Democratic leaders in the House and Senate are slowing their drive to revamp the nation"s voting systems, aides said yesterday.The U.S. continues to be plagued by a patchwork election system that creates confusion for voters and burdens local election officials. Voting rights advocates hoped that a new mandate requiring optical scan ballots would be in place before November 2008. Instead, Congressional leaders plan to introduce legislation requiring every touch-screen voting machine have a voter-verified paper trail. However, experts worry that these add-on printers will cause enormous problems on Election Day, including paper jams and smudged, illegible ballots.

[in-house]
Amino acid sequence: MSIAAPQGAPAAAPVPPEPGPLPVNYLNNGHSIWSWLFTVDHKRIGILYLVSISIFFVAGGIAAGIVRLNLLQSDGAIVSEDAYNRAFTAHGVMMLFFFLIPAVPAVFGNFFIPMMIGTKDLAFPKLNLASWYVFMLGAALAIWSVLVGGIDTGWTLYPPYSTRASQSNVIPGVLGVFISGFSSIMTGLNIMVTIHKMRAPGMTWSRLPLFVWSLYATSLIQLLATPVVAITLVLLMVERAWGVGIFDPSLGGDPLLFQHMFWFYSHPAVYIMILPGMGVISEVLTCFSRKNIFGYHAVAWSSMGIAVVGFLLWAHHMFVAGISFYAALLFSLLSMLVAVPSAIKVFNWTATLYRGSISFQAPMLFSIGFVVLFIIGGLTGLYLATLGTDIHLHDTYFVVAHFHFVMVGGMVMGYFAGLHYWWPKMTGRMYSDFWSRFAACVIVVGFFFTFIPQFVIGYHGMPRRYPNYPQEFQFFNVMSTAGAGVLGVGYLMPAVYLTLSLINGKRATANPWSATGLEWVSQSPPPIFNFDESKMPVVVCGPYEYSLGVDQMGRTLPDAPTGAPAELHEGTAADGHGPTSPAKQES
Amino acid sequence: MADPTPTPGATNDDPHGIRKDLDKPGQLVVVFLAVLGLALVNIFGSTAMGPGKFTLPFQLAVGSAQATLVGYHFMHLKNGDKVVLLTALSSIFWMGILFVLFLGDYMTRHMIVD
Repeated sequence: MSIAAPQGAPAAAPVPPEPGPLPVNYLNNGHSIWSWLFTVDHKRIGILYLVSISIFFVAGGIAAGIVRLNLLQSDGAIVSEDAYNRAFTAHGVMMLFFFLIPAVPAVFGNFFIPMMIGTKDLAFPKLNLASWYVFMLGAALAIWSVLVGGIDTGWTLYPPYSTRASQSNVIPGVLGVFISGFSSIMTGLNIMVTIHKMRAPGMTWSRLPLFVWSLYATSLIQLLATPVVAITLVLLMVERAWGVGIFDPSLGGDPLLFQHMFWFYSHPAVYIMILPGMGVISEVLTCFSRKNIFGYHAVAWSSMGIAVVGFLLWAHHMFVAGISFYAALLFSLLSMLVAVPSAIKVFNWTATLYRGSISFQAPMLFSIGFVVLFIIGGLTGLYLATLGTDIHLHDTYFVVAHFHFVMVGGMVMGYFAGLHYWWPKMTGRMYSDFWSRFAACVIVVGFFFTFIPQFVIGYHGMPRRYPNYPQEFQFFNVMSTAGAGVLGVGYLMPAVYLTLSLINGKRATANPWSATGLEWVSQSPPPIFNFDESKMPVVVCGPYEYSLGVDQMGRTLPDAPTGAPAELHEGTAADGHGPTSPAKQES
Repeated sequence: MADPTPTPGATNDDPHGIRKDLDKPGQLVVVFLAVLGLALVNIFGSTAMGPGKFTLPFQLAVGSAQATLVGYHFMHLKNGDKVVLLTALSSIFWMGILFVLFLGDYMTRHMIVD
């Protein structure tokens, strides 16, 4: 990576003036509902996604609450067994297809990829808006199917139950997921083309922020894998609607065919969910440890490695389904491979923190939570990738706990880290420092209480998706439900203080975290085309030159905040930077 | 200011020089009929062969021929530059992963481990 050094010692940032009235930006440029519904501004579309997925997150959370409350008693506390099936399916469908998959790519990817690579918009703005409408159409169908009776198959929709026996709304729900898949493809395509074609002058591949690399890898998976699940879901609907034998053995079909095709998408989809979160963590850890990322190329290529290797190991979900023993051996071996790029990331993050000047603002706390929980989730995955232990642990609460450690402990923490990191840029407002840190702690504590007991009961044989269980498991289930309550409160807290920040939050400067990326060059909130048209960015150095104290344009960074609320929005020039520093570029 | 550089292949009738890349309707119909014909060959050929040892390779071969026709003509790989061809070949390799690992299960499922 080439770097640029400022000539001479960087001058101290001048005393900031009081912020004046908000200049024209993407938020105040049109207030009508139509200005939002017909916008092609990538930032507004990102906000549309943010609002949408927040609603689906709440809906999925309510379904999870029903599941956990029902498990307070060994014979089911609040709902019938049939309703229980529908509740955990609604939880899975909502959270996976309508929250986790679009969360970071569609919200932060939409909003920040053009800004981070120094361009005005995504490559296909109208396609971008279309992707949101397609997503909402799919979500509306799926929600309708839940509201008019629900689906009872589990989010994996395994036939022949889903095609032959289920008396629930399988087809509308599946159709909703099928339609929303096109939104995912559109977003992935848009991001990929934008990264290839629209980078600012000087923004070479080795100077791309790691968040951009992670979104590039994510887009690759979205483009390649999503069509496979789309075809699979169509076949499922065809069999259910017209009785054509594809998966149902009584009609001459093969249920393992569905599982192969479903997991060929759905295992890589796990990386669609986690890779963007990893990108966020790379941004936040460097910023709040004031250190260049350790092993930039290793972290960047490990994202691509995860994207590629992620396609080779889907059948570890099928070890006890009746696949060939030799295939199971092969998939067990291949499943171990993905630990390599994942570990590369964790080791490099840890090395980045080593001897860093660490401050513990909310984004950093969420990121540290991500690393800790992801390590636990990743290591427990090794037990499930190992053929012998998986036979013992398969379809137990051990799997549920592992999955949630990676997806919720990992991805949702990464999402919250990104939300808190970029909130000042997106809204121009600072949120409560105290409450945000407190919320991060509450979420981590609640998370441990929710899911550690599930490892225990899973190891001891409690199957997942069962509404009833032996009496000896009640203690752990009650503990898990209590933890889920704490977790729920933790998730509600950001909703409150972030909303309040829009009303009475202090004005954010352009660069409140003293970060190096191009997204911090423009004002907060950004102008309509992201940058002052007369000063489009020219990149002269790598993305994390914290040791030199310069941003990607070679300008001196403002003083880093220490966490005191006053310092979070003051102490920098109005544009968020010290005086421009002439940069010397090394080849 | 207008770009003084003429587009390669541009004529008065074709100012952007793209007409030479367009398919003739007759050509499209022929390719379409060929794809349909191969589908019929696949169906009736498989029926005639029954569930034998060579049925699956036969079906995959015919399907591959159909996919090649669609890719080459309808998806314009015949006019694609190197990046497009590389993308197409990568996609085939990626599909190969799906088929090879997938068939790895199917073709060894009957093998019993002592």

Under pressure from state and local officials, as well as from lobbyists for the disabled, House leaders now advocate putting off the most sweeping changes until 2012, four years later than planned.
An important voice in the debate to reform our election system is the disabled community, many of whom were able to vote independently for the first time because of the new touch-screen voting machines. They worry that moving to the optical scan system will diminish their independence and inhibit their right to vote in private. The solution is to create a voting system with a voter-verified paper trail like the optical scan that also includes the accessibility element of the touch-screen machines.